When we sign on to God’s plan for our growth, we’re declaring war on our sin nature and it fights the idea of do hard things with everything its got. The reason it’s so hard to do hard things is because our sinful flesh wants us to do easy things.
Jonathan Edwards, a great American theologian, once wrote: “The way to Heaven is ascending; we must be content to travel uphill, though it be hard and tiresome, and contrary to the natural bias of our flesh.”
Doing hard things is a fight with our own sin nature, our own natural tendency to take it easy and just get by, our inherent disposition to go with the flow and to take the path of least resistance. That’s why it’s hard.
In the Romans 7:21-25 the Apostle Paul talks about this nature that wages war against his desire to obey God:
So I find it to be a law that when I want to do right, evil lies close at hand. For I delight in the law of God, in my inner being, but I see in my members another law waging war against the law of my mind and making me captive to the law of sin that dwells in my members. Wretched man that I am! Who will deliver me from this body of death? Thanks be to God through Jesus Christ our Lord! So then, I myself serve the law of God with my mind, but with my flesh I serve the law of sin.
The Bible alone gives us the real explanation about our tendency to take the path of least resistance, even though doing hard things is in our best interest.
Good Creator, Fallen Creatures
Imagine for a moment a country where the laws are designed to reward hard work and where almost anyone can advance in society or career if they only care to apply themselves. You could only conclude that there must be a wise and good ruler. Now, if the inhabitants of that country refused to apply themselves, would you say the problem was with the ruler? Of course not. In the same way, the fact that we are so eager to avoid doing hard things — even when effort is the way God designed us to grow — means that there is a good Creator and fallen creatures.
God’s design is good, but it has been corrupted by our sin. We were made to grow through effort. The corruption of our nature is laziness. What better way to undermine God’s plan for us than to make us avoid His means for growth?
Platinum or Bronze?
Of course, it might sound more appealing to sign-up for a less “extreme” version of the Christian life. Instead of the Platinum “Do Hard Things” Membership, our sin nature offers us something more along the lines of the Bronze “Go to Church Every Week” Membership. Lesser benefits for lesser effort. Sounds good, right? But Scripture doesn’t leave that option open to us.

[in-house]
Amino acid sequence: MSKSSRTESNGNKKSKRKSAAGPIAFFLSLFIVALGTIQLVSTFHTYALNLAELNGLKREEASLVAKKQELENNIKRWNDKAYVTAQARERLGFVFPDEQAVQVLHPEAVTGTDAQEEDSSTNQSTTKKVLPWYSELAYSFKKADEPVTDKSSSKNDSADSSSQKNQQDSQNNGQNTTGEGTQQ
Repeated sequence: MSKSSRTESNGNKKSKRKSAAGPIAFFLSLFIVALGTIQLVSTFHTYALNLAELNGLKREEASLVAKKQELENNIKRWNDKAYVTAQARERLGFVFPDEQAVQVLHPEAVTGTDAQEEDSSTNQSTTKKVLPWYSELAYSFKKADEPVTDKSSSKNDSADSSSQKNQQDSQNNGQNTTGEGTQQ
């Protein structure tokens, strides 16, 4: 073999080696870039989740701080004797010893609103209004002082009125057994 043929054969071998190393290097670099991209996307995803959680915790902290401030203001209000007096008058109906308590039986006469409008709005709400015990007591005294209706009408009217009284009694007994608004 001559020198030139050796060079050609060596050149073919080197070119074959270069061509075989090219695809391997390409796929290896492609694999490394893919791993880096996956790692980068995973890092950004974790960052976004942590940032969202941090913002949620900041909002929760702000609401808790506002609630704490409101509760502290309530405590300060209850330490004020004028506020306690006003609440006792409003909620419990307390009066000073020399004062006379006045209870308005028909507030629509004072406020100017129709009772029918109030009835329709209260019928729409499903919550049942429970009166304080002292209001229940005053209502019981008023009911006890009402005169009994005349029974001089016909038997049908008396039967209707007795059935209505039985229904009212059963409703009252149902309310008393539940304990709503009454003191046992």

Writes C.S. Lewis: “It is hard; but the sort of compromise we’re hankering after is harder—in fact, it is impossible… We are like eggs at present. And we cannot go on indefinitely being just an ordinary, decent egg. We must be hatched or go bad.”
In other words, we can’t just go on being ordinary, decent Christians, giving God part of our lives while holding back the rest. Either we are hatched and learn to fly or we are a dud that will soon start to stink. The ironic thing here is that although the hardest thing — the almost impossible thing — is to hand over our whole selves to Christ, it is far easier than what we are trying to do instead.
Hard Things or Harder Things?
What happens when we follow our sinful tendency to avoid hard things? The answer is that hard things come to us. It’s like the guy who won’t go in to the gas station to put some air in slightly deflated tire, only to have it blow out on him on the freeway when he’s late for an important meeting. Maybe it’s even happened before, and he’s already used his spare. Tough luck.
We can’t really avoid doing hard things. We can only decide when to do them and how prepared we will be to handle the hard things life brings our way. You either do the hard thing of getting prepared, or you deal with the harder thing of being unprepared. We either “do it” now, or we end up having to “deal with it” later.
This about a lot more than flat tires and missed meetings. Resisting temptation is a hard thing, but not as hard as dealing with an addiction. Finding and keeping a job is a hard thing, but not as hard as dealing with unemployment and struggling to make ends meet.
Time to Persevere
Of course, our sin nature doesn’t want us to understand this. It wants us to keep on believing the lie that our lives will be easier when we avoid doing hard things. It knows that it’s in trouble once we realize that we’ll always be better off when we choose to say no to sin and choose to do hard things for God.
But like Paul says, our sin nature doesn’t sleep. It’s not a matter of some one-time victory. It’s a constant battle. You see, our sin nature knows what’s ultimately at stake. It’s not your test for school or the tires on your car, it’s your whole life.
Starting in Part Three, we’ll take a look at the glorious life God wants you to live.